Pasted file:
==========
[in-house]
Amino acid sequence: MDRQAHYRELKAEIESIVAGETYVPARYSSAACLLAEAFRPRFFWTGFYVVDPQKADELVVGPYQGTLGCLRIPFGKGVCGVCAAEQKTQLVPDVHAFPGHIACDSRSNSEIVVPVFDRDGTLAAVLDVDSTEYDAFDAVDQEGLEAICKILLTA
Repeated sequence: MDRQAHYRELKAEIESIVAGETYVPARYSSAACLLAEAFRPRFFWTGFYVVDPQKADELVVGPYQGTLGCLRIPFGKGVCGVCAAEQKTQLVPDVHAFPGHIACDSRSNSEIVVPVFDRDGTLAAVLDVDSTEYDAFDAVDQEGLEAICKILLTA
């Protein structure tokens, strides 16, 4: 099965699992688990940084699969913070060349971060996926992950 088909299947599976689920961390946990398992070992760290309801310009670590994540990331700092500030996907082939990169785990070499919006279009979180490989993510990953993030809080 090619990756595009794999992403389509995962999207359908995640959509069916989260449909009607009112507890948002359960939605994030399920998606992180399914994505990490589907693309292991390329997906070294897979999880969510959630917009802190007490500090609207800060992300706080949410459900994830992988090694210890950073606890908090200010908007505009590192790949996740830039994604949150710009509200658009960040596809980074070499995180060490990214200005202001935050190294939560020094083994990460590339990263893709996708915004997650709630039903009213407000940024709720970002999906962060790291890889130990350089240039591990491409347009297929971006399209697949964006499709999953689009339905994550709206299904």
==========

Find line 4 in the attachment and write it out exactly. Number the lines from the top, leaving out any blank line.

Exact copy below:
């Protein structure tokens, strides 16, 4: 099965699992688990940084699969913070060349971060996926992950 088909299947599976689920961390946990398992070992760290309801310009670590994540990331700092500030996907082939990169785990070499919006279009979180490989993510990953993030809080 090619990756595009794999992403389509995962999207359908995640959509069916989260449909009607009112507890948002359960939605994030399920998606992180399914994505990490589907693309292991390329997906070294897979999880969510959630917009802190007490500090609207800060992300706080949410459900994830992988090694210890950073606890908090200010908007505009590192790949996740830039994604949150710009509200658009960040596809980074070499995180060490990214200005202001935050190294939560020094083994990460590339990263893709996708915004997650709630039903009213407000940024709720970002999906962060790291890889130990350089240039591990491409347009297929971006399209697949964006499709999953689009339905994550709206299904």